The CCA-C10 is almost identical to the KZ ZSN in design, with a zinc alloy faceplate and a clear acrylic body. The CCA logo is printed on the faceplate along with the total driver count. The model name, “left” or “right”, and “10 Hybrid technology” are printed on the side of each housing. Each earpiece has small two circular vents on the inner face of the housing. Despite these vents, I experienced moderate driver flex when inserting the earphones. The nozzle does not have a lip for securing eartips.

The cable is braided copper with aluminium housings for the 2-pin connections and a rubber L-shaped housing for the 3.5mm jack. The 2-pin housing have blue and red markings to indicate left and right. The cable has pre-formed ear-guides without memory wire. There is no chin-adjustment choker. The cable is very tangle-prone and seems to attract static electricity.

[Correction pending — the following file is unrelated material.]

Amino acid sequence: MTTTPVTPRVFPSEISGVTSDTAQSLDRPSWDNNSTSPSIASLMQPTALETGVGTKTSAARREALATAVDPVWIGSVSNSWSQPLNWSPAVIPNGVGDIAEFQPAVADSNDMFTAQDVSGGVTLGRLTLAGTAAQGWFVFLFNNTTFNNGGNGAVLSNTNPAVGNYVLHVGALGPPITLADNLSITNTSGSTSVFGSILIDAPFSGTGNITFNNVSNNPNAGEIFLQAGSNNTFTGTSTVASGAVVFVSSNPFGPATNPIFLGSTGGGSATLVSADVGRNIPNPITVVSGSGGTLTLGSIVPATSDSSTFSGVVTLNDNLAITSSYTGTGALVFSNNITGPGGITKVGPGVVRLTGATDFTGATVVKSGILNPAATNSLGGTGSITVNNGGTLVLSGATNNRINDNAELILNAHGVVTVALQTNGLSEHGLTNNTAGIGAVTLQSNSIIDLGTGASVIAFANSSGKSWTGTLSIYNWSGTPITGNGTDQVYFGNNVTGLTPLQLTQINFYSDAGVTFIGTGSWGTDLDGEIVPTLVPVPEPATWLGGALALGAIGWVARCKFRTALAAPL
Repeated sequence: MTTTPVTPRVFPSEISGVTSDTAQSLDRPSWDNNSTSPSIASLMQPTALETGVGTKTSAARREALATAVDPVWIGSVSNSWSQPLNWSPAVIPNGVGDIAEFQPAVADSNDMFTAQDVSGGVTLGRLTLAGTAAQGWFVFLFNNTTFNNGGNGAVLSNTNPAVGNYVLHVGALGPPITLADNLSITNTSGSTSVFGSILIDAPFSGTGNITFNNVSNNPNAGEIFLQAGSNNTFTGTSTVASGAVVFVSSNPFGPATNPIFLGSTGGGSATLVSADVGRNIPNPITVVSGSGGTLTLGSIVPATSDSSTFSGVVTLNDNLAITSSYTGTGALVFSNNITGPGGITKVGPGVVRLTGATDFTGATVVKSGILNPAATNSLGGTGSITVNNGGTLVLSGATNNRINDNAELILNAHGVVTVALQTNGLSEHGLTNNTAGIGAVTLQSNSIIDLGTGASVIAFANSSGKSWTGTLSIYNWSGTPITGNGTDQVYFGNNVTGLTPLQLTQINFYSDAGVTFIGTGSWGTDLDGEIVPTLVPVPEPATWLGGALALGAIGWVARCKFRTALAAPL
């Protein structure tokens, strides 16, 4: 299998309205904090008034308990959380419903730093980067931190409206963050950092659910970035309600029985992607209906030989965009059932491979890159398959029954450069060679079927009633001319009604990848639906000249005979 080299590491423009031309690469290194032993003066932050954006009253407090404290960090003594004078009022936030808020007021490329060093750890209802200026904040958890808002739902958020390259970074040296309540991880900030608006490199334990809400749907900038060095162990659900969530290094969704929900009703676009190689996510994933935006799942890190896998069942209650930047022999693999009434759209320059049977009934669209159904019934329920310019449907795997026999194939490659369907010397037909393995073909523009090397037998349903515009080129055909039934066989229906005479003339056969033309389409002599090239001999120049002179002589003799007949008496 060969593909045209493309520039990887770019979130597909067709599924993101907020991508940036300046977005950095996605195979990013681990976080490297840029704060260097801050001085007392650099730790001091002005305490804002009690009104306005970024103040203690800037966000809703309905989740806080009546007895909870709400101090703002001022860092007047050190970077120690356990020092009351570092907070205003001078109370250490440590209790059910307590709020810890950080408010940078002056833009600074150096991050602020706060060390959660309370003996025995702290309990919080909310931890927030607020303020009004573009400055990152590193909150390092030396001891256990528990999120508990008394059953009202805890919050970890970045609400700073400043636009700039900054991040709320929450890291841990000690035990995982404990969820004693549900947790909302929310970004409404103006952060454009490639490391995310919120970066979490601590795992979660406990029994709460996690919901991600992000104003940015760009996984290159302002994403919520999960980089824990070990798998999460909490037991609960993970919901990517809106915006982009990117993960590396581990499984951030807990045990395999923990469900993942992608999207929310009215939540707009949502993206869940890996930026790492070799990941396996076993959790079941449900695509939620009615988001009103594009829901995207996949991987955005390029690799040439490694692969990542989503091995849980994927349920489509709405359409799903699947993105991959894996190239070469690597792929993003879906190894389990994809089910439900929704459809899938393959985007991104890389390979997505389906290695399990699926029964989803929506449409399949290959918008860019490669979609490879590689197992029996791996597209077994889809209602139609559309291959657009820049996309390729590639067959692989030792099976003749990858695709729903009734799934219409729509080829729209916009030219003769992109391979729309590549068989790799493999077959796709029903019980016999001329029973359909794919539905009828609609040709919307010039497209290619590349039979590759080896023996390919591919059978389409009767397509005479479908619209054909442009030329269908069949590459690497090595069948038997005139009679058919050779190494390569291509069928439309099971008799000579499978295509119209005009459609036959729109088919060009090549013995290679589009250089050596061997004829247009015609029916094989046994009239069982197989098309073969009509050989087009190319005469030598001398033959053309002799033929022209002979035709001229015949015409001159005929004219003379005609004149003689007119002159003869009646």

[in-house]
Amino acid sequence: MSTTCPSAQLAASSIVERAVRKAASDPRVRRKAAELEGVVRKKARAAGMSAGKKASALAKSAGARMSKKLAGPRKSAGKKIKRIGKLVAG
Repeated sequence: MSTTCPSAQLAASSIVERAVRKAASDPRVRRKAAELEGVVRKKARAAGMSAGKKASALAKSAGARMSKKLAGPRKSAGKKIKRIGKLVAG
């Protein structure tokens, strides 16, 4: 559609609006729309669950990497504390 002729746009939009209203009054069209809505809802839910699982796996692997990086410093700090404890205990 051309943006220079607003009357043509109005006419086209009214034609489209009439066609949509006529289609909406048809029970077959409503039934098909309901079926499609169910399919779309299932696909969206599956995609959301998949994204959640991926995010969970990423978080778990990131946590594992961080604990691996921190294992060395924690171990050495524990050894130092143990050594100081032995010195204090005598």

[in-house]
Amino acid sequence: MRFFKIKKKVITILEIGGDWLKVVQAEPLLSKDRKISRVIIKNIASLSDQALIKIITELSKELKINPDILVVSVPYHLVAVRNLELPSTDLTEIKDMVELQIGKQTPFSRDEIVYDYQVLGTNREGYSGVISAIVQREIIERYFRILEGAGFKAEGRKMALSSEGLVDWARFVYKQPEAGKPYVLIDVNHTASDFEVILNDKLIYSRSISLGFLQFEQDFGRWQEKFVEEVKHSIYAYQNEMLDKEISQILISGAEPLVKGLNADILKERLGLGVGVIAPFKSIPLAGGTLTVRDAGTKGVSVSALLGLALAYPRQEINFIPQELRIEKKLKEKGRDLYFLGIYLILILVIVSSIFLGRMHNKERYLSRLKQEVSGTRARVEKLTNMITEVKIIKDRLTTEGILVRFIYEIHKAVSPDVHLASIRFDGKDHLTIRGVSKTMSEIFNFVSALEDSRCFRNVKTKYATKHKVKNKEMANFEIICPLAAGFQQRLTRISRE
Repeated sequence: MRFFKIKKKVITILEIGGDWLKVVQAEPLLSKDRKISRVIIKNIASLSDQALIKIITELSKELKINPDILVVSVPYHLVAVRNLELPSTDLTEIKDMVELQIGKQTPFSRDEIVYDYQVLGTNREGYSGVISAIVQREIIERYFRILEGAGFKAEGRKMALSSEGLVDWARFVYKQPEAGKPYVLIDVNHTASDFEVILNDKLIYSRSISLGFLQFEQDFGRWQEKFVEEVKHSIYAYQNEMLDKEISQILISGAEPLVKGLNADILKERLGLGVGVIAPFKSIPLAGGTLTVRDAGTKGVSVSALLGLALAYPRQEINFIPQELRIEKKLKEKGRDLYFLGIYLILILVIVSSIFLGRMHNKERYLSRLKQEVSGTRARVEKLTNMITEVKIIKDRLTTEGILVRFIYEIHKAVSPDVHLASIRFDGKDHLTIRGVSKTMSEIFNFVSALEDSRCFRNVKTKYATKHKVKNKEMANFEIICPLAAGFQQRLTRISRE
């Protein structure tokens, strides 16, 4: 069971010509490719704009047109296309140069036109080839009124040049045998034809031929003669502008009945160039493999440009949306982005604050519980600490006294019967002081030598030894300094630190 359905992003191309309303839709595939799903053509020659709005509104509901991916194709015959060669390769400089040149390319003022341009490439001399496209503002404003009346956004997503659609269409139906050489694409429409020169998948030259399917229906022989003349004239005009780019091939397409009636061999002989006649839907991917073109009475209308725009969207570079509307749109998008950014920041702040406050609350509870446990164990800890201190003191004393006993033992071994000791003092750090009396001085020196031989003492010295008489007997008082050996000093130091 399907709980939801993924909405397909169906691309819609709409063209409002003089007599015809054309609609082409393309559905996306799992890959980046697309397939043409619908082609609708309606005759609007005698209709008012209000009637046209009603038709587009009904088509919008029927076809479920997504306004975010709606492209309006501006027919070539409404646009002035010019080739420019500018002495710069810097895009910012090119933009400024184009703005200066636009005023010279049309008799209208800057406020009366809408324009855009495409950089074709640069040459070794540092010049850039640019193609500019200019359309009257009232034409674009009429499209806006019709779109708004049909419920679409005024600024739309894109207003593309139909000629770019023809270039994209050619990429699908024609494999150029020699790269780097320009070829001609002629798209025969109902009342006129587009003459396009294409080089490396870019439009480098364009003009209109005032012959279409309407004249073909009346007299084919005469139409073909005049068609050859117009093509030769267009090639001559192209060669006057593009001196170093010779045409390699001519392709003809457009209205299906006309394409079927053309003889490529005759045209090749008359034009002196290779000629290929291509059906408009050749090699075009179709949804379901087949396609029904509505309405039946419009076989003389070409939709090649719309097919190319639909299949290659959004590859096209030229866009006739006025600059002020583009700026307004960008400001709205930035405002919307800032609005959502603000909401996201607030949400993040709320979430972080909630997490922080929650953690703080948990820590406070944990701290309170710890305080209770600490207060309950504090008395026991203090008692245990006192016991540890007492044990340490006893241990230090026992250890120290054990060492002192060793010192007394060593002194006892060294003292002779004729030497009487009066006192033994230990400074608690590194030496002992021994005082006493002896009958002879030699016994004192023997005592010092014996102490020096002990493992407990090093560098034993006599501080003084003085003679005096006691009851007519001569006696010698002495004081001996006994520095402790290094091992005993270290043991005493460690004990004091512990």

The CCA-C10 is intended to be worn cable-up only. Comfort is excellent but getting a secure fit is difficult because the nozzles are at a strange angle relative to the housings. I felt like the nozzles would migrate out of my ear canals while wearing the C10s. I had to use the largest included Starline-type eartips to get a good seal. Isolation is average.


The CCA-C10 has a very mild airy V-shaped tuning. The extended and forceful sub-bass is the first thing I notice when I use the C10. The C10s have the best sub-bass I have heard on a sub-$50 IEM. Mid-bass is elevated without overwhelming either the sub-bass or the lower mids. The bass response is very quick for a dynamic driver with regards to both attack and decay. Bass texture is somewhat dry.

The lower mids are present and smooth without being either recessed or over-emphasized. Upper mids are more prominent without going overboard with presence. Detail retrieval is impressive for the price. There is a hint of sibilance on female vocals.

Treble is crisp, erring on the side of smoothness while still preserving an impressive amount of clarity. There is a good deal of air but not a ton of sparkle. Transients are convincing.

Imaging is realistic. Instrument separation is above average. Soundstage is wider and deeper than average.


My measurements were conducted with a Dayton iMM-6 microphone using a vinyl tubing coupler and a calibrated USB sound interface. The measurements are presented with 1/12th smoothing and without compensation.